Perhaps it’s easy to love winter when you live in this part of the world. After all, the skies are often blue and, although some trees are leafless, there are plenty of wild flowers to make up for that. So the landscape is rarely drab, rarely grey.
There’s the bright yellow of the Cape Sorrel flowers; the grass is green; and oranges hang heavily on boughs of citrus trees like incandescent orbs. It never feels like Nature is taking a long sleep; just that she is waiting, in anticipation of spring, ready to work her magic at any minute.
Yes, the occasional storm does pass us by, and the heavens will pour down rain or hail; the sea is whipped into a frenzy and the clouds skedaddle across the sky.
There is uninhibited power in the raging waves. And the colours … oh the colours – how they change and blend, from deep blues to indigo to teal and sea-foam green … I would need to be an artist to be able to name them all.
But the storms don’t last for very long. I wish that they would sometimes. After all, there’s something cozy about winter. Something very heart-warming about wearing fleece pyjamas and watching re-runs of old movies with a mug of steaming cocoa.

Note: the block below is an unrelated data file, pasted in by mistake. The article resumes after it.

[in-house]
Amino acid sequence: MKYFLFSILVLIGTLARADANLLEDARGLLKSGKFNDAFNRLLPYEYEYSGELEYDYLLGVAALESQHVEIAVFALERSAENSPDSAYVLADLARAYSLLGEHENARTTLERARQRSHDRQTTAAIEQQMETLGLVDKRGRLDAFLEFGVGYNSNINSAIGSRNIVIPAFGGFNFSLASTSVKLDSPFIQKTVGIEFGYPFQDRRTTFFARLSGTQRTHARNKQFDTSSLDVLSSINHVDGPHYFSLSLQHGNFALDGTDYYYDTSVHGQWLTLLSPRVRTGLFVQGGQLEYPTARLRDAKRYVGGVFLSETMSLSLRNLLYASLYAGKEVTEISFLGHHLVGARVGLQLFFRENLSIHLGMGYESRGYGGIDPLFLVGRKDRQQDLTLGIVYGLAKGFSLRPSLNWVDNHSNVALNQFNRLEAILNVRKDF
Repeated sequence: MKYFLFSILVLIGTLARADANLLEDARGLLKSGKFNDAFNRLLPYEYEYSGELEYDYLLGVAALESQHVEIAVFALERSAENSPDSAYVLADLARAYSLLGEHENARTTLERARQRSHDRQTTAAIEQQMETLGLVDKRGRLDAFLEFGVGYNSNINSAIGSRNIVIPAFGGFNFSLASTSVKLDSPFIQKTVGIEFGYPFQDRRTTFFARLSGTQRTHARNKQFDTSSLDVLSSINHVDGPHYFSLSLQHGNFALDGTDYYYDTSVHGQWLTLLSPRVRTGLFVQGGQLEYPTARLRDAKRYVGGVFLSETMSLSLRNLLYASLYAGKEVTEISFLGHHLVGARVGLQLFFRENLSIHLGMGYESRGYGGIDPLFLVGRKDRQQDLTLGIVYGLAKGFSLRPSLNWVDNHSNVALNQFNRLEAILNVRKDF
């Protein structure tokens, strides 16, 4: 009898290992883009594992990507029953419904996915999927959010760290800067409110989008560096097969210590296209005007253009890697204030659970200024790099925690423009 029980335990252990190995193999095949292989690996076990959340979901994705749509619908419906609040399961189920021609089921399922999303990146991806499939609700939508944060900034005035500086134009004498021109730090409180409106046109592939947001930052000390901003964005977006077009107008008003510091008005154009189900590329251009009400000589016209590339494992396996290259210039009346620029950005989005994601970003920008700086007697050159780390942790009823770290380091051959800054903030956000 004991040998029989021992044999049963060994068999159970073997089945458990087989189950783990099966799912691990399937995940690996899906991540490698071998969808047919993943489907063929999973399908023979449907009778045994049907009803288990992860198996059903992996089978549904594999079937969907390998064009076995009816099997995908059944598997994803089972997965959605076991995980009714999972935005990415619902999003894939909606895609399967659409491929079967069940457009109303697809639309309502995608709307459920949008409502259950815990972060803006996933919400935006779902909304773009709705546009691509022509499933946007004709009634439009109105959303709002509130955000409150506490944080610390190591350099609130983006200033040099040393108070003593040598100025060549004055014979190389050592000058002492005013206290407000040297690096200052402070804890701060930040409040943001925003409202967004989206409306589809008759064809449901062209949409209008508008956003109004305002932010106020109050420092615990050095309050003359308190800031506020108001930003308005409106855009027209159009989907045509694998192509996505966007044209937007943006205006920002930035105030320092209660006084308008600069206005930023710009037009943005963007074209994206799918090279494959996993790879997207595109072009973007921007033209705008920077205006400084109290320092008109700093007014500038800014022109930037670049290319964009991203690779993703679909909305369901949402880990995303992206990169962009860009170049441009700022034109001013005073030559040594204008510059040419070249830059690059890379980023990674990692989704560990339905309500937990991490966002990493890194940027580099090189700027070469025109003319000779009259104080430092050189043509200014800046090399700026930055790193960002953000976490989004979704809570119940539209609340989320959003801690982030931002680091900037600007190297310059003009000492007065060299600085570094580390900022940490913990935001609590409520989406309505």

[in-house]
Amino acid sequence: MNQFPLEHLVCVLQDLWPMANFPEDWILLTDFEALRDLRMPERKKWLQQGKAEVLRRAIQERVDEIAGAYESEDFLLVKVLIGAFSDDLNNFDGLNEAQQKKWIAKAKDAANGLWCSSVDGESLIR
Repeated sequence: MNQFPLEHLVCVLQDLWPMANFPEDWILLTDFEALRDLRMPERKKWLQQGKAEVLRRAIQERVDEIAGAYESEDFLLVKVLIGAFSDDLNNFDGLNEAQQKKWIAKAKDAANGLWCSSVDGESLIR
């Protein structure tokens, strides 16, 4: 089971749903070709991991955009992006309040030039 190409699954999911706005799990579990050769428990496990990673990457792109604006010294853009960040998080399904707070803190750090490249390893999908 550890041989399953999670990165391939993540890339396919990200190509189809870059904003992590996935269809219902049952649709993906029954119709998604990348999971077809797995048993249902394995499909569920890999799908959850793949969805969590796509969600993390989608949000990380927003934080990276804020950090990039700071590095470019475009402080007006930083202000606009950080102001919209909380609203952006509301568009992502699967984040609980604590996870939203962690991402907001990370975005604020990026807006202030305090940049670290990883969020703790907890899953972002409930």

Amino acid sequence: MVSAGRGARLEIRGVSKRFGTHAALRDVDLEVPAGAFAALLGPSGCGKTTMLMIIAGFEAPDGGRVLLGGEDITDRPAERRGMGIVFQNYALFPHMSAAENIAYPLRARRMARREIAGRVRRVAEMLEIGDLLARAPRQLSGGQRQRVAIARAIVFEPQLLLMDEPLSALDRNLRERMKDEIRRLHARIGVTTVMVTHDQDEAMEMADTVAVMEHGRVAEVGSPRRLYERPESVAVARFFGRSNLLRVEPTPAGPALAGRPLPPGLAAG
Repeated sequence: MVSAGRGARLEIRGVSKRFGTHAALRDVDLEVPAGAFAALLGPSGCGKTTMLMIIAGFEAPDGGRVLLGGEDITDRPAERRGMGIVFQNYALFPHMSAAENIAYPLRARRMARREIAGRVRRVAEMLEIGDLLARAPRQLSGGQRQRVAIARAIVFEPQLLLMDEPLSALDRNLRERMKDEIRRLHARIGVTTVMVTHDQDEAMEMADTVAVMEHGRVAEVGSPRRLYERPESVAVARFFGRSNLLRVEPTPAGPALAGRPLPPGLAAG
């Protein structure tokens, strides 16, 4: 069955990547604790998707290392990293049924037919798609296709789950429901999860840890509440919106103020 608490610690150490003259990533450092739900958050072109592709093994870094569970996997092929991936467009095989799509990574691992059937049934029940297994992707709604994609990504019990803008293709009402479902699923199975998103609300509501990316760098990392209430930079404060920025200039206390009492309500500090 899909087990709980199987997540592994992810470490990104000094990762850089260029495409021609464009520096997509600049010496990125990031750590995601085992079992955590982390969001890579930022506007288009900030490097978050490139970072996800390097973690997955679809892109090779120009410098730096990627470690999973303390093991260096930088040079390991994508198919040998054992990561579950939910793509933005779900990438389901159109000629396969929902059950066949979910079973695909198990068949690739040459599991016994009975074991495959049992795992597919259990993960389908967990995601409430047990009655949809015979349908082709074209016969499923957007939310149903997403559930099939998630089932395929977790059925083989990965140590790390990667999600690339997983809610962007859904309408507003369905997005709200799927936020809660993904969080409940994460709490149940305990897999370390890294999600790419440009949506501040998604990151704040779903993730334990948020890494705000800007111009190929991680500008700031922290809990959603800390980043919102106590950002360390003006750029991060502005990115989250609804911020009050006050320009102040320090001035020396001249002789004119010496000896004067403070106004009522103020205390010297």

Really cold days seems to be very rare though. Maybe my memory is getting hazy, but it always seems like winters were colder when I was growing up and the wind always seemed to be howling. Or maybe as children we only remember the extremes.
The flu has held me hostage for over a week. My fever has broken but my body still feels battered and listless. I was feeling grey and drab. But today, I am finally feeling human again. Colour is back in my life again – the vibrant colours of our too-short winters.
Photos from my archives
Location: Chadwick Lakes, Golden Bay, Dingli Cliffs